Whenever a client unknowingly requests an address like www.example.com, a CNAME of example.com, a DNS resolver receives the request, tries to find the authoritative NS for that DNS zone, and the CNAME record, once found, is sent back to the client. The client then realizes the record is only an alias of something else and sends another DNS request for that domain. Repeating the entire process until the A record of example.com is sent along with its IP address, making the client connect to it.

DNSSEC: DNSKEY, DS, RRSIG, and NSEC

See RFC 4033 | RFC 4035 | RFC 4956

I guess it would be impossible for me to explain how DNSKEY records work without mentioning DNSSEC, so before I get into that, here’s a brief introduction:

DNSSEC is a secure implementation of the most insecure DNS system since it never asks for authorization; things like emailing become incredibly dangerous as they rely on DNS to route emails the correct way. Or in cases like this one in 2014 route them in the incorrect way, if not secured.

In short, a DNSKEY record is the public key tied with your domain that DNS resolvers can use to verify DNSSEC signatures.

DS records contain the hash of your DNSKEY, and NSEC records contain the denial-of-existence.

All of these records are used to enable and configure DNSSEC. If you’re on a third-party DNS service like Cloudflare, you can enable DNSSEC for your zone within the DNS control panel and then follow the instructions given for your registrar provided with all elements of the DS records.

If you host your nameserver (For example, BIND(Named)), you can follow this guide by DigitalOcean.

You can use Verisign’s DNSSEC Analyzer to test your domain or on dnsviz.

Here’s an example of a DNSSEC Authentication Chain starting from . (root zone) -> .wtf (TLD zone at registrar level) -> wise.wtf (My domain zone on Cloudflare)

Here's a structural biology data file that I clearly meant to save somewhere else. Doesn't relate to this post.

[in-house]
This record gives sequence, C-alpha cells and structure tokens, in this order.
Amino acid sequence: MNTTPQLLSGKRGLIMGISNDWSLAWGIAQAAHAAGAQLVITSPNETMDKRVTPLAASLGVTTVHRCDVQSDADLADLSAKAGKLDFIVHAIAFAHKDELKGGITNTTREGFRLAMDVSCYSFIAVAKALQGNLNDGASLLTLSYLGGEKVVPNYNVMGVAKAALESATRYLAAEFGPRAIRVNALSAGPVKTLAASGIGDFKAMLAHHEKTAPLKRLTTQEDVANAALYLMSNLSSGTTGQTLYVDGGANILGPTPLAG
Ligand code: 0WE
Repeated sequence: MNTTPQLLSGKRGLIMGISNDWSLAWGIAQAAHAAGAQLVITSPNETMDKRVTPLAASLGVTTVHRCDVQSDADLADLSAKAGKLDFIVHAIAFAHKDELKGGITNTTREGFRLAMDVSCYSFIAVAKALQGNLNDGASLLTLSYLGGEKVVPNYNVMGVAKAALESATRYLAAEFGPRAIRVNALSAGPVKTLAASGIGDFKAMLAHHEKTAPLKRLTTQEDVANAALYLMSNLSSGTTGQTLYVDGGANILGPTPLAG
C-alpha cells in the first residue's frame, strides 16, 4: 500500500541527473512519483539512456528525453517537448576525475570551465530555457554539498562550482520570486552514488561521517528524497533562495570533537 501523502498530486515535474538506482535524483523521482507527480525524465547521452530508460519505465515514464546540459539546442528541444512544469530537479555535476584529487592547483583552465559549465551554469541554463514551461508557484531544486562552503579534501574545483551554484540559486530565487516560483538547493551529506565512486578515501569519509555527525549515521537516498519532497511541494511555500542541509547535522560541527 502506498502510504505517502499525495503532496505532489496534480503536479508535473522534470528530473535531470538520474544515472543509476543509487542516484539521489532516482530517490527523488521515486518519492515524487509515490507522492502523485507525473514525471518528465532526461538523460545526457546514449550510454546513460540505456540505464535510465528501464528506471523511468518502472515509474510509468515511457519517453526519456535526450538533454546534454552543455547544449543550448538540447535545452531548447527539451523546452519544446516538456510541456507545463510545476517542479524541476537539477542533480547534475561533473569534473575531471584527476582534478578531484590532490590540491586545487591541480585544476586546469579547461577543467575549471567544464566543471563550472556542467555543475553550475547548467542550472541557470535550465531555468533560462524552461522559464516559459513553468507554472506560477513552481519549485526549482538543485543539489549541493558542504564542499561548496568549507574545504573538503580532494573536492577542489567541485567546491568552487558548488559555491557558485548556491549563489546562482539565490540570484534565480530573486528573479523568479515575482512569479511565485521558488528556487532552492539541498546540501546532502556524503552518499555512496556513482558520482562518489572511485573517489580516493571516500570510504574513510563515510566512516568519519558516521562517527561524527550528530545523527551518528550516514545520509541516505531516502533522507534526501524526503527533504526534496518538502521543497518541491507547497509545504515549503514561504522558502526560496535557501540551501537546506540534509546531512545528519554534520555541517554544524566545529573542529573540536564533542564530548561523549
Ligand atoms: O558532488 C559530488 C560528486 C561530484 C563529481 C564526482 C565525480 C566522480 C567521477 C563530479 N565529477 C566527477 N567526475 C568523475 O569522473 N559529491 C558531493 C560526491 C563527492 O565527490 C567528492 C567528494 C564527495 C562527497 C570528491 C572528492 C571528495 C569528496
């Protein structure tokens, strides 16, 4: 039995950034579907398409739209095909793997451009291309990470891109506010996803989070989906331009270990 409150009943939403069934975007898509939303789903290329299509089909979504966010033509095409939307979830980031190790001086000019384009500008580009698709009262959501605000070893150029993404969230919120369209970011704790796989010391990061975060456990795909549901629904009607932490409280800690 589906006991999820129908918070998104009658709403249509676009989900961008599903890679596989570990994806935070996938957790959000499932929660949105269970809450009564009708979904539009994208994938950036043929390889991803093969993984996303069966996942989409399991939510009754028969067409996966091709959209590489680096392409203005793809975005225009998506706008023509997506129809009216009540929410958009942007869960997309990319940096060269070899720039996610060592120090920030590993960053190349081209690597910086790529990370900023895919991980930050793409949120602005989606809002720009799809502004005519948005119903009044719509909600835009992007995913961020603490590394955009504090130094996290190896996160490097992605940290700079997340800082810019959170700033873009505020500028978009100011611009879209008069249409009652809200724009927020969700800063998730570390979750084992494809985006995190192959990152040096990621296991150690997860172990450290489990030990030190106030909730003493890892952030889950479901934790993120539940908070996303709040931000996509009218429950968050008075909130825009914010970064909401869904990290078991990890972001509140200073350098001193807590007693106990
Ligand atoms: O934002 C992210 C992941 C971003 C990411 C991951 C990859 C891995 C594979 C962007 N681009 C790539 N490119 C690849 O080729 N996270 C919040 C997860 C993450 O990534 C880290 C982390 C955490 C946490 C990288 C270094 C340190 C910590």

DNSSEC Chain

You might also want to read this document on Medium by Christopher Makarem.

MX

See RFC 1035 Page 12 | RFC 7505 | RFC 5321

The fated MX (mail exchange) record specifies the mail server responsible for accepting mail and routing them following the SMTP protocol. There can be more than one, typically done for load distribution or backup.

Cloudflare:

MX <NAME> <MAIL SERVER> <PRIORITY>

BIND:

<name> 1 IN MX <priority> <hostname>

mail server identifies the hostname responsible for handling emails for its relative name (usually the root domain).

priority is what defines which record and the corresponding mail server are prioritized when an MTA looks up for MX records for any given domain. According to RFC 5321, the lowest number is the most preferred.

A backup mechanic to this would be using another mail server in your DNS zone with a higher numbered priority so that it wouldn’t typically be used to route emails, but in the case of outages with the primary ones, it would be, ensuring continuity with your mailing service.

A load-balancing mechanic could be introducing multiple MX DNS records with the same priority so that the SMTP protocol is charged with evenly spread routes for its moving emails across all mail servers found with equal priority. Another method would be when a single host returns multiple IPs, giving the DNS system more work to figure out which IP to deliver to the SMTP-sender query, using with mechanisms such as DNS round robin and numerous other.